Intersections

Exploring the crossroads of religion, culture, and science through a Pagan lens

Footloose: The Musical Cuts Loose at Mysterium

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If you’re of a certain generation, they you are very familiar with the 1984  movie Footloose.   Just the mention of the title immediately brings the film’s high-powered and iconic title song directly into your head (you gotta cut loose).  Images of Kevin Bacon punchdancing and tumbling his way through a flour mill soar into your mind.  It’s classic 80’s music video fun, so much so that in 1998, the film was adapted into a rockin’ stage musical.

I had seen the stage version once before, but my reaction was mixed.  The dancing was fantastic, and of course the music from the movie brought back wonderful memories (Let’s hear it for the boy!), but most of the supplemental music kind of slid through one ear and out the other.

But that was in a huge auditorium.  I was very lucky to get to see it again, this time in Mysterium Theater’s smaller, more intimate space.  Footloose is very different when the anger, pain, and conflict that drives every character is plainly visible from the first note to the last.  The musical format works especially well with this show because, as characters sing we get a window into their deepest thoughts, which helps us gain a better understanding of the complex motivations that drive their behavior.  It’s easy to look at Rev. Moore as the “bad guy,” but the more we hear him sing about his theological and parental conflicts, the more we understand that he is just another misguided soul just trying to do what he believes is right.

Footloose the musical at Mysterium Theater

In case you are unfamiliar with Footloose (hard to imagine, but I’m sure it happens), it is the story of city kid Ren McCormack who moves to the small town of Bomont to find that dancing and rock music are strictly prohibited by city ordinance.  At the top of the town’s power structure sits Rev. Shaw Moore, who controls the city council with faith-inspired iron fist.  Ren’s presence shakes up the town, and soon the local teens start a movement to hold a prom within the city limits, all while Ren falls in love with the preacher’s daughter.  It’s Romeo and Juliet meets Rebel Without a Cause, set to pop rock.

It’s simplistic to boil Footloose down to a battle stupid country bumpkins puritanically fighting against change and anything that smacks of fun vs. good-looking, hormonal teenagers who need a trickster form the outside to come in and change the system.  There’s more.  It’s about repression and renewal.  While we want to see the Reverend’s Christianity as the villain there’s more to it than that.  His religion is not the problem; his own self-imposed, unrealistic expectations that he must control everyone in order to usher them into heaven are truly the issue.

It’s really about small-mindedness, the anxiety of change, and the need for all of us to search our beliefs honestly and make those painful decisions to recognize that sometimes, we are wrong.  One look at the political world we live in today displays those themes in spades.

Mysterium’s production is full of some excellent talent.  In the lead role of Ren, Edgar Torrens tears up the stage with his energy and honesty.  He meets his match, though, with Meredith Culp’s glittering portrayal of Ren’s love interest, Ariel (the preacher’s daughter).  Culp is a magnetic performer who easily accomplishes Ariel’s multiple levels of conflict and expressions of joy while layering on wonderful singing voice.  The stage lights up when she walks on.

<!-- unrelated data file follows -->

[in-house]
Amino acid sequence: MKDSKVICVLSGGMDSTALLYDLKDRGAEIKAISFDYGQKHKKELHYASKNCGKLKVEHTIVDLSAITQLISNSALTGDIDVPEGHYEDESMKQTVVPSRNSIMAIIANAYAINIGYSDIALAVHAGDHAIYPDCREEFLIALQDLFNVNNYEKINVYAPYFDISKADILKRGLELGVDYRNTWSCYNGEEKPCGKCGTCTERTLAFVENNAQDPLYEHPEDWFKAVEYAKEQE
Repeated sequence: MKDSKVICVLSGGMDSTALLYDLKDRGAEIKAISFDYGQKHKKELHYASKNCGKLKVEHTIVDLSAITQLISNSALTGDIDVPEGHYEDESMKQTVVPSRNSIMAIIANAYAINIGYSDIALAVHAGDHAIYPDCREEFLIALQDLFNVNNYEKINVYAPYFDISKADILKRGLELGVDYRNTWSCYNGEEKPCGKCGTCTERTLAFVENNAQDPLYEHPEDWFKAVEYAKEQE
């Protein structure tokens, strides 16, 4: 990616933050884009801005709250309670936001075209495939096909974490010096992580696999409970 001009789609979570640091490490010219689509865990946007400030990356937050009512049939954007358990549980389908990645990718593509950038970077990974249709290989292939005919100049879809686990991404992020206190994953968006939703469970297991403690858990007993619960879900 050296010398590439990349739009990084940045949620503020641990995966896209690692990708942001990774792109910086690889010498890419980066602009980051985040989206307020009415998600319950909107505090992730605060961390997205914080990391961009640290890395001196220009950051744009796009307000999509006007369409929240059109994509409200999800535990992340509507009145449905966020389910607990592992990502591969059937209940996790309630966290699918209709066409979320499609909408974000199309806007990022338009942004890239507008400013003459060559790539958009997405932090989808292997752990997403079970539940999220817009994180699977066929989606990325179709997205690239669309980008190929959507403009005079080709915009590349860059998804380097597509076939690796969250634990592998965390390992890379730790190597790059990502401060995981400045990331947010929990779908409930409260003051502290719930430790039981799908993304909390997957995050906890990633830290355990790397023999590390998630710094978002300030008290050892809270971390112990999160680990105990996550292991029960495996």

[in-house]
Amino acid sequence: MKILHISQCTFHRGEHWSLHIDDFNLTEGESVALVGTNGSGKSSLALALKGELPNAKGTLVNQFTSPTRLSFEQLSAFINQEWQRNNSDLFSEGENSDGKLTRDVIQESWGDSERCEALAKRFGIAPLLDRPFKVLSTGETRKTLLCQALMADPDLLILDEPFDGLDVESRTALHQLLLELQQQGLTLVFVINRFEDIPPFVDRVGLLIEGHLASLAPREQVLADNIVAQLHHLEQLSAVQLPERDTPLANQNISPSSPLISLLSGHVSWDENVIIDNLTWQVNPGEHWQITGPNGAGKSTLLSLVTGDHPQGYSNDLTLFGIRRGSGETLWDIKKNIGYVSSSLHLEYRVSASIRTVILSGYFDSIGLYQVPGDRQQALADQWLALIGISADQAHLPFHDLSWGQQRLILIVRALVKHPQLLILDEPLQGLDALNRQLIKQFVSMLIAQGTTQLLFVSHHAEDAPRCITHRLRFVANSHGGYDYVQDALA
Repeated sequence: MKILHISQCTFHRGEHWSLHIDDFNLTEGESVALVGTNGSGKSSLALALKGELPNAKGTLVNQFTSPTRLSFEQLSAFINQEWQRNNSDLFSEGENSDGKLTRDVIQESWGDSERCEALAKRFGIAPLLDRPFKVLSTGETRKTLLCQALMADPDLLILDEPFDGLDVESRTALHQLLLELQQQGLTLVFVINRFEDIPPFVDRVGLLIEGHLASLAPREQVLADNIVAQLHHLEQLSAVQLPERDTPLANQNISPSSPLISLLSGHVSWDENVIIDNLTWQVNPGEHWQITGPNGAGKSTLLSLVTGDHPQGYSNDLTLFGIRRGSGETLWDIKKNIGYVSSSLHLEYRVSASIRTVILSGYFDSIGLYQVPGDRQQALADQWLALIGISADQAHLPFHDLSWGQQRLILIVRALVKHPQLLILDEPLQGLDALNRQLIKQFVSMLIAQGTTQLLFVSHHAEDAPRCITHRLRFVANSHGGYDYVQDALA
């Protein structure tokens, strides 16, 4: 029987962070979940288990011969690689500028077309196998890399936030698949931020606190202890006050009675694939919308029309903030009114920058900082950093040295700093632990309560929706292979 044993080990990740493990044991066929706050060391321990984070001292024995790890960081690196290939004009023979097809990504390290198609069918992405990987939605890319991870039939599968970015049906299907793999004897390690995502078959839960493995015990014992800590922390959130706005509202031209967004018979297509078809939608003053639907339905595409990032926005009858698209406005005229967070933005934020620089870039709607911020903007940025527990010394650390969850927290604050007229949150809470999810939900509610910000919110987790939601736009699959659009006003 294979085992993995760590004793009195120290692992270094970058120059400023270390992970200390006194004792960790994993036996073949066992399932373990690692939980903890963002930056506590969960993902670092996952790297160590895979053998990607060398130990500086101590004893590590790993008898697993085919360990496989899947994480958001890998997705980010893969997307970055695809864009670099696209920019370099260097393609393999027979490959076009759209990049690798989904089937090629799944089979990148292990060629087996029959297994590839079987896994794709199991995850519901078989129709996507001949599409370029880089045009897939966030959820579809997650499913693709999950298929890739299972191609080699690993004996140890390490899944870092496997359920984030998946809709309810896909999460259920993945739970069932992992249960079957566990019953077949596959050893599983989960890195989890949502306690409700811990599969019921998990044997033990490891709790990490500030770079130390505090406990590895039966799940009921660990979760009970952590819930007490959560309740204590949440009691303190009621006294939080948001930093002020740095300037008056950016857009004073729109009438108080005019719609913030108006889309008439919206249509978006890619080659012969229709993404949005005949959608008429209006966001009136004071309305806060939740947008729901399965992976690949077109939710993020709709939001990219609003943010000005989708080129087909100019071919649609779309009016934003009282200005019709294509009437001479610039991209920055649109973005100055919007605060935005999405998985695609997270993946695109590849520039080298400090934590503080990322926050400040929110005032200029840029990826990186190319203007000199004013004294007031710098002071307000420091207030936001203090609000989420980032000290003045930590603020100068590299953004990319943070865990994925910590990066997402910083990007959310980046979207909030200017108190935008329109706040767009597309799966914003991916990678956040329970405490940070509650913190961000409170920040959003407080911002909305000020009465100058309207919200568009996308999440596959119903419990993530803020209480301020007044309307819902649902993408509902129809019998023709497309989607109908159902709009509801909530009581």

Ray Buffer is the central pin in this production in two ways.  As the overly paternal Rev. Moore, Buffer delivers with his booming voice and his quiet, vulnerable strength.  Buffer is also the show’s director, and in this capacity he has done a wonderful job of staging a big musical in to a small space.

Another strong performance is turned in by Andreas Pantazis as Ren’s friend Willard.  At first, Pantazis seems to be portraying just another country hick, but his performance becomes a metaphor for the town’s growth as Willard slowly opens up and blossoms as repression is removed and he is allowed to flower into his full self.  This Willard truly displays his transformation in Pantazis’ carefree and animated rendition of “Mama Says.”

Also impressive are Ariel’s three girlfriends, Rusty (Emily Curington), Wendy Jo (Danielle Goupille), and Urleen (Ariel Infante).  The three act as a sort of Greek chorus, narrating through song and participating in the action.  Their presence is particularly keenly felt in the number “Somebody’s Eyes,” in which they explore the frustration of small town life, where each action you take is catalogued and gossip powers the cogs of existence.  It’s hard to “cut loose” when everything mistake you make is held against you.

Mysterium’s production is both high energy fun, but it also explores some of the deeper layers at work within the town of Bomont.  It sympathetically emphasizes the very real concerns of responsible parenting while also celebrating youth and joy.  And if you come from the 80’s, it’s really hard not to sing along.

IF YOU GO:

WHAT: Footloose, The Musical

WHERE: Mysterium Theater

311 Euclid St.

La Habra, CA 90631

WHEN: Thursdays – Sundays through May 29

8:00 pm;  Saturday and Sunday matinees at 4:00 pm

COST: $15-$30 in advance, $30 at the door

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Author: Tim

I am a teacher, a theater lover, and a High Priest in the Temple of Witchcraft. I love to point out the places where the everyday world, arts, science, and religion intersect. I stand for interfaith cooperation and the belief that people of all religions, political beliefs, and nationalities have more in common with each other than differences.

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